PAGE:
Supporting new VRP variants

On this page we describe some guidelines and ‘gotchas’ to think about while adding support for new VRP variants to PyVRP. These are given as hints. To make these guidelines concrete, we take examples from our experience adding support for prize-collecting VRPs, which was added to PyVRP in version 0.3.0. For reference, the pull request implementing prize-collecting is available here.


If you want to merge your work into PyVRP itself, please first open an issue in the repository. It is also recommended to open an early draft pull request. How to set everything up for development is documented on the contributing page.

Adding support for new VRP variants starts with thinking about where to add the new problem data needed to solve it. In the case of prize-collecting, this meant adding the prize: int and required: bool fields to the Client object:

  • The prize field indicates the prize obtained for visiting the client;

  • The required field indicates whether the client must be part of a feasible solution, regardless of the prize.

Adding such data requires modifying the Client class, which is written in C++. After changing C++ functionality, don’t forget to update the Python bindings and type stub files with the new changes!


When adding or modifying C++ functionality, don’t forget to update the Python bindings and type stub files!

When adding new data fields, it is particularly important to think about sane default values. For example, the standard CVRP and VRPTW do not consider prizes, and all clients must be visited in those problem settings. It thus makes sense to make prize-collecting an opt-in feature, with defaults prize = 0 and required = True.


Think about sane default values for any new data fields!

With the required problem data now available, the next step is to think about what needs to change in terms of the objective, and how to support its evaluation. This is not always required: for example, if your VRP variant only introduces additional constraints, you can typically skip this step. In the case of prize-collecting, however, the prizes must be added to the objective.

This requires modifying the Solution’s and CostEvaluator’s implementation of the cost components. In particular, we updated the Solution to also compute the total value of all uncollected prizes, and changed cost() to compute

\[\overbrace{\sum_{(i, j)} d_{ij} x_{ij}}^{\text{distance}} + \overbrace{\sum_{i} p_i (1 - y_i)}^{\text{uncollected prizes}},\]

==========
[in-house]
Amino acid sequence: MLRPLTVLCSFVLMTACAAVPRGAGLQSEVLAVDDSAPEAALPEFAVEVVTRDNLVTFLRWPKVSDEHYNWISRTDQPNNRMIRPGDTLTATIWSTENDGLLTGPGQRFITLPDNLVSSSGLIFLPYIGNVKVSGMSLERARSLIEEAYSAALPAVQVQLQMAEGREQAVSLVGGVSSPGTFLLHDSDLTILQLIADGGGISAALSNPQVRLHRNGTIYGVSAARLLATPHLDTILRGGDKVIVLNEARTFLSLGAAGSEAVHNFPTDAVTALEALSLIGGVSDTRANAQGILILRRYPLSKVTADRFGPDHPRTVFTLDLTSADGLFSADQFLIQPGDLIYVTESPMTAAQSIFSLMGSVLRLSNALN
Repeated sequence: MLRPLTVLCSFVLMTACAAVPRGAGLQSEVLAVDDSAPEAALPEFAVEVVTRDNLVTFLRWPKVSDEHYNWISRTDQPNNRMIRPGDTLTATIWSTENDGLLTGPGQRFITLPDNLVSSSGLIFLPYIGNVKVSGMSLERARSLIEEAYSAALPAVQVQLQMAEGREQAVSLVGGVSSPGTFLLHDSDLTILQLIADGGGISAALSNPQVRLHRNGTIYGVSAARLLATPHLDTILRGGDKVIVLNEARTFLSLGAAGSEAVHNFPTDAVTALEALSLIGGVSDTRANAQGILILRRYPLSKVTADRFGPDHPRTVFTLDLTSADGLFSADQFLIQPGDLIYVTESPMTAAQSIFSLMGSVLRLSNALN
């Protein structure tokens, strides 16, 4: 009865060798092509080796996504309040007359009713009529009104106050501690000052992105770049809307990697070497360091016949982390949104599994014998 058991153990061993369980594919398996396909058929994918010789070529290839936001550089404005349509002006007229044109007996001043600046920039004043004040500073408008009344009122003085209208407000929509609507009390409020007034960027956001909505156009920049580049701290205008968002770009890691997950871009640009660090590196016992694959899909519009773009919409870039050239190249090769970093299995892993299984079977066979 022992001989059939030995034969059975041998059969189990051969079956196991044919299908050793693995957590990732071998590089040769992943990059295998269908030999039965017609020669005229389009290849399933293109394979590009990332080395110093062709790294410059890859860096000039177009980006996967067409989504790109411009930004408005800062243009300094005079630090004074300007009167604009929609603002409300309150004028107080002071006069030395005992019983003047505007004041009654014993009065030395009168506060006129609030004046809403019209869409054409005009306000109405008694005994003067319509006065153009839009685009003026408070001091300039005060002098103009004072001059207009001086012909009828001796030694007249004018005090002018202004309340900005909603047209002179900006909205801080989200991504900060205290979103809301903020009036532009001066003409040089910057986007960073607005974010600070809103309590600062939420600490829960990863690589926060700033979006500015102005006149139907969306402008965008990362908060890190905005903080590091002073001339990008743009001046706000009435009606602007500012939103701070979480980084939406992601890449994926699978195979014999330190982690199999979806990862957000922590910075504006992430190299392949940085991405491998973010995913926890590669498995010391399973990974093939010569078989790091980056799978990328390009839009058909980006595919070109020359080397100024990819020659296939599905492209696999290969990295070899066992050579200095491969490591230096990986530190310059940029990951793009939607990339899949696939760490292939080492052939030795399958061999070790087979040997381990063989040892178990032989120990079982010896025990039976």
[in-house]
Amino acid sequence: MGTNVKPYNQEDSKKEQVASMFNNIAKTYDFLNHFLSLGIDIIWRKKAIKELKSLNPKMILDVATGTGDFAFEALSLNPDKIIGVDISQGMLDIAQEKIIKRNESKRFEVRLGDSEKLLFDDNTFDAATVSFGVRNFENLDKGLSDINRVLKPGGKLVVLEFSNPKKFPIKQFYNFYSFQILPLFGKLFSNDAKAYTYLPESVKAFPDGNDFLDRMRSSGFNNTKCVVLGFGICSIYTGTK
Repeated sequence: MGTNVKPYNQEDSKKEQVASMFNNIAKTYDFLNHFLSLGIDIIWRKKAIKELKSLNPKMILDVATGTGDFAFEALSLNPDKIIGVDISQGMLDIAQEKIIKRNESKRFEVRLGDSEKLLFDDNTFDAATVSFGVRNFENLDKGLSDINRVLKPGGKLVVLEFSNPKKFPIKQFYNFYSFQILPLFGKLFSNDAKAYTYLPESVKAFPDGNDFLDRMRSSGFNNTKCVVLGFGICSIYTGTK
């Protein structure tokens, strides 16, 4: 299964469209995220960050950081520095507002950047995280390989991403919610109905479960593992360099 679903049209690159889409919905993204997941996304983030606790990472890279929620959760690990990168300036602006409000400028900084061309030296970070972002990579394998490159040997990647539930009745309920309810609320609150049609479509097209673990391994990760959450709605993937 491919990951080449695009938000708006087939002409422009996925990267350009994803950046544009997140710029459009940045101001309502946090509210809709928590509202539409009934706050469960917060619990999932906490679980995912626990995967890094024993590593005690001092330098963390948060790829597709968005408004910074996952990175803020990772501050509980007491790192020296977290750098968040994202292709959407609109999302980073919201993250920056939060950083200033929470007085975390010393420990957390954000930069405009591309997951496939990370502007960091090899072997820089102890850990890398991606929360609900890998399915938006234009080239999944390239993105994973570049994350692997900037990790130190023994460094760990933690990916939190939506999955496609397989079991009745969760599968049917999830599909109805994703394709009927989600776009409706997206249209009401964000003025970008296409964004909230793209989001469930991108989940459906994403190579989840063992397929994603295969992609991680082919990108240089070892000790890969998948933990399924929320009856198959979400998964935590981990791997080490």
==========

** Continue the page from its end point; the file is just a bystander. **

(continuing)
where \(x_{ij} \in \{0, 1\}\) indicates if arc \((i, j)\) is used, and \(y_i \in \{0, 1\}\) indicates if client \(i\) is visited.


Think about whether you need to modify the objective function. If you do, a good starting point is to look at the implementations of the Solution and the CostEvaluator.

The next step is to modify the search methods in to respect the constraints of the new VRP variant. Depending on the VRP variant in question, this might be simple, or it could be a lot of work: if you are unsure whether your VRP variant will be a lot of work to support, please consider opening an issue for discussion first.


Open an issue if you are unsure about how to proceed implementing your VRP variant.

In the module, either changes need to be made to the operators, or the LocalSearch object. In the case of prize-collecting, it was the latter: we added support for evaluating (and applying) moves that inserted a client into the solution, or removed a client from it. The required evaluation logic was easy to write by looking at the implementation of Exchange10.

With those changes in place, a basic implementation supporting the new VRP variant is typically already functional. This is more than sufficient for an initial patch, so please open a pull request around this time. To get that pull request merged, two more things are required:

  • Tests exercising the new or modified code. These tests should check edge cases that are not supported (are errors raised when they should?), and ensure the basic functionality is correct.

  • Benchmark results, on existing benchmark instances (see benchmarking for an explanation of how we benchmark), and possibly on benchmark instances for the new VRP variant. Benchmarks on existing instances ensures the new code does not cause a performance regression, and benchmarks on new instances ensures we have a baseline for the newly supported VRP variant. New benchmark instances are not strictly necessary if the changes are very small (e.g., only adding a single new constraint) - this will be decided on a case-by-case basis during review of your pull request.


A successful pull request adds tests and shows benchmark results!

With a basic implementation in place, PyVRP should now be able to find solutions for the new VRP variant. Of course, it might be possible to further improve the implementation. In the case of prize-collecting, after the initial implementation, we also:

  • Modified the computation of the granular neighbourhood in compute_neighbours() to take prizes into account.

  • Updated various statistics to display the number of clients in a solution.

  • Changed neighbours() to return None in case a client is not in the solution.

Such changes may come about later, as we further improve support for a new VRP variant: the pull request adding initial support should ideally be kept as simple as possible.


Keep it simple. It is always possible to further improve support for a VRP variant in later pull requests.

We hope that the guidelines on this page will prove helpful when adding support for a new VRP variant.


For further inspiration, you may want to look at the pull requests that added: